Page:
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Little Fires Everywhere by Celeste Ng
Published September 2017
Mia and her daughter, Pearl, have spent their lives moving from one place to another every few months, but may have just found a home in Shaker Heights.
Little Fires Everywhere encompasses so many themes.
It covers white privilege, economic privilege, mothers and their children, coming of age, starting over like a Phoenix from the ashes…
Let me back up.
Mia is an artist living an artist’s life. She sees not a pool of water, but the reflections in the droplets, the whoosh of light on the surface as it moves.
She and her teen daughter, Pearl, don’t stay long in one place. This latest town, though, is meant to stick. They’re ready to stay.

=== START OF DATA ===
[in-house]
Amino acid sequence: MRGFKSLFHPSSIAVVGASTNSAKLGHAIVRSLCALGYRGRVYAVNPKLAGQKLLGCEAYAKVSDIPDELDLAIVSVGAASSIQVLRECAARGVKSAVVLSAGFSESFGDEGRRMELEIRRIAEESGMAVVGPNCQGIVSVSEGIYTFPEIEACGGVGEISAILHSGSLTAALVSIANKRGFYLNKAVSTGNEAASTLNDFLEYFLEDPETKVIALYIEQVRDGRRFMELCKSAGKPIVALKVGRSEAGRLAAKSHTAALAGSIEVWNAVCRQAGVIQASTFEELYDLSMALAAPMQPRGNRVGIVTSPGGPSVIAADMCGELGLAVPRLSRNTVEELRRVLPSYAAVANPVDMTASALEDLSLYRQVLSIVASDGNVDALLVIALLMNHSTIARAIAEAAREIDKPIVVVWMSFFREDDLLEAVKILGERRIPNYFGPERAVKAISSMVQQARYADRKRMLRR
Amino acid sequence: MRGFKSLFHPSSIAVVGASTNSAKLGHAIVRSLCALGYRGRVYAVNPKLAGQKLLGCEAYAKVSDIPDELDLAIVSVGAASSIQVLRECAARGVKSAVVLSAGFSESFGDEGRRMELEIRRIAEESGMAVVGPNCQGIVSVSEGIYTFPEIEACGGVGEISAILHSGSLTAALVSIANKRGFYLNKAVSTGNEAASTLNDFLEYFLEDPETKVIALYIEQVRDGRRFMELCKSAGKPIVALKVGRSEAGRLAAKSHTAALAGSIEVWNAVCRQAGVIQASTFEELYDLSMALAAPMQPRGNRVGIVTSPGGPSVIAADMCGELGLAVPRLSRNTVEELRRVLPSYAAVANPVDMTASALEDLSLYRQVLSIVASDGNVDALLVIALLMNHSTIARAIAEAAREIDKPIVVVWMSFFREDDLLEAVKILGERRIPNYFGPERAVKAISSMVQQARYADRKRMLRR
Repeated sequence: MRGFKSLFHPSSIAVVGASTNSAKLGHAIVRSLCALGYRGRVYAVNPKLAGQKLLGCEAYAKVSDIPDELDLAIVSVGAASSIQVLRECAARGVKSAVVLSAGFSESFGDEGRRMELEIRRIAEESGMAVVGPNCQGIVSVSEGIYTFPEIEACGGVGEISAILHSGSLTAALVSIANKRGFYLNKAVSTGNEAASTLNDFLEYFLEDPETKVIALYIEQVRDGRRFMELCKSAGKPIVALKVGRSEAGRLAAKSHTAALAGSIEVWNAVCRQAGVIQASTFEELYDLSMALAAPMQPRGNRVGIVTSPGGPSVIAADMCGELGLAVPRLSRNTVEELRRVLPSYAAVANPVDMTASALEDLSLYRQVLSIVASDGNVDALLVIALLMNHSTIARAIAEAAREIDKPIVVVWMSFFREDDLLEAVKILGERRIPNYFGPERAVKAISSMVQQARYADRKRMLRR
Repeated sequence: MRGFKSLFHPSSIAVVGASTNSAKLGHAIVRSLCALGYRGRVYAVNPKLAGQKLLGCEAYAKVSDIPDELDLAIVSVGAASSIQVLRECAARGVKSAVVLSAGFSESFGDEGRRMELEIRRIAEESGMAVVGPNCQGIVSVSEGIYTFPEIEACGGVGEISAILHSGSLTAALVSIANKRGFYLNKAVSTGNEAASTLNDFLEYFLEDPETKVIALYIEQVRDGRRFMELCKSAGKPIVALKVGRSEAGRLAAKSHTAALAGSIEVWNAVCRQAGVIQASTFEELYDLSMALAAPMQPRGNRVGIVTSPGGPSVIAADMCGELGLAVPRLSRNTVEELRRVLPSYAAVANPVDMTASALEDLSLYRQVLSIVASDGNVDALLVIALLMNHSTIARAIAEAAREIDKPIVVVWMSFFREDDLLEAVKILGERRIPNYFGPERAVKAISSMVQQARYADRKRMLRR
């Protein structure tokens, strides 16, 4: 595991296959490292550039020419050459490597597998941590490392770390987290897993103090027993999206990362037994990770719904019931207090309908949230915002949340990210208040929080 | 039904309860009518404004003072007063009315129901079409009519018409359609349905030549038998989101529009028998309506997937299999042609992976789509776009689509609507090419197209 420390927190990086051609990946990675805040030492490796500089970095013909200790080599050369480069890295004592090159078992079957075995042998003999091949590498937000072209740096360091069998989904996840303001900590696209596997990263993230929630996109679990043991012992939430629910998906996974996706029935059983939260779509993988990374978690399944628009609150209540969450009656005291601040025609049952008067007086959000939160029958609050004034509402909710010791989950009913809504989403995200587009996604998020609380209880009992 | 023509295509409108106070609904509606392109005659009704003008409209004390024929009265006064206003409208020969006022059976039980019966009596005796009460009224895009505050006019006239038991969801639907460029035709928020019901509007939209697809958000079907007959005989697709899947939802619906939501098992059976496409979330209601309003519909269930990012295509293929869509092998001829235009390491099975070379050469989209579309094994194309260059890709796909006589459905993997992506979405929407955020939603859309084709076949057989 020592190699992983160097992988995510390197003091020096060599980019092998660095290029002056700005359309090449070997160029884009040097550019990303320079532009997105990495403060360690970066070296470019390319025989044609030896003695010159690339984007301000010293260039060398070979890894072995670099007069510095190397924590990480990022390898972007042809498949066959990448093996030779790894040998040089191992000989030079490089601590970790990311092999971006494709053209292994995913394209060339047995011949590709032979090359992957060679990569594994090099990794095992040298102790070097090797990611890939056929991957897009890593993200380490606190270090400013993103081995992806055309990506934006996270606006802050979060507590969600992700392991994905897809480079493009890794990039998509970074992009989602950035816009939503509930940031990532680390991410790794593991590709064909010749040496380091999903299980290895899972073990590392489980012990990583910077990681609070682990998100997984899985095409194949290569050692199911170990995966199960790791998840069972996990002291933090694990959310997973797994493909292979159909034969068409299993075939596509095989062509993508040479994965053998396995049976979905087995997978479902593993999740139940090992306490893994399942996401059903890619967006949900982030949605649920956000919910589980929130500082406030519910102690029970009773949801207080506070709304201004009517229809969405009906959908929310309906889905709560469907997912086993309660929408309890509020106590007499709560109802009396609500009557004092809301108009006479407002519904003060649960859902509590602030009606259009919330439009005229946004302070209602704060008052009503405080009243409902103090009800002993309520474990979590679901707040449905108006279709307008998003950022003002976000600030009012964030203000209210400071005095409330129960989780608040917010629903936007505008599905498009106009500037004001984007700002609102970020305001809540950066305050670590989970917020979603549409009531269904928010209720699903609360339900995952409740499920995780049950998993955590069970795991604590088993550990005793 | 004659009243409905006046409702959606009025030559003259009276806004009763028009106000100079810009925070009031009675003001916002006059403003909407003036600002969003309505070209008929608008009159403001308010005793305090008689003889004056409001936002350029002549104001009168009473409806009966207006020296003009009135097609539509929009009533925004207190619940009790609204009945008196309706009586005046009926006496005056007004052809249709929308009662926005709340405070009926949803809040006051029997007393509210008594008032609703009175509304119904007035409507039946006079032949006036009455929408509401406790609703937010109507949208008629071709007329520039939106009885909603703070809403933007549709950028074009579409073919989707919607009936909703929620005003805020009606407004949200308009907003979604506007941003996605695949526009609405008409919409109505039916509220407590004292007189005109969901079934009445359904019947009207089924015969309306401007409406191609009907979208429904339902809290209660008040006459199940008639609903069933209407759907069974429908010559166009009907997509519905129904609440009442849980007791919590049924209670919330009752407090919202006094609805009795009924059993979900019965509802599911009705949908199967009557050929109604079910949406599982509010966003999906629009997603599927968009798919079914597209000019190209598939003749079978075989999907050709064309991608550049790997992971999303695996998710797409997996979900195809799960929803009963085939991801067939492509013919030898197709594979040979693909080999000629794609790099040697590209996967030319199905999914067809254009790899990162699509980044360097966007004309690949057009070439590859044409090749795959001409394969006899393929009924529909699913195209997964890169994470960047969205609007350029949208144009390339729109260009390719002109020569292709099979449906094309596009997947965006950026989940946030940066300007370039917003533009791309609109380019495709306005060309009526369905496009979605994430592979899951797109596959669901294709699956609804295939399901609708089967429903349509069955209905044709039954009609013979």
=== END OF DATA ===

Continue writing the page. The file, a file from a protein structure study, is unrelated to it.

Mia’s landlady, Mrs. Richardson, is accepting of them in the beginning. They are her latest good deed.
As the story progresses, we see the ugly side of her benevolence.
The book isn’t preachy. Ng doesn’t set out to write an allegory Rather, it’s just a compelling and thought-provoking story.
But in the course of the narrative, we see several themes comes into play.
- White privilege: A rich white couple tries to adopt a Chinese baby against its mother’s wishes.
- Economic privilege: Mrs. Richardson and her large pocketbook walk into and all over situations with no regard of the consequences.
- Coming of age: Many of the book’s character are teens who are stumbling into adulthood. Part of coming of age is realizing your parents aren’t perfect, which bring me to…
- Mothers and their children: We see mothers of all stripes – good, bad, hopeful, fallible.
- And then there’s the fire imagery, burning up the lives people think they lead in a fiery flash.
- Beautifully written and just a darn good story. This story has stayed with me.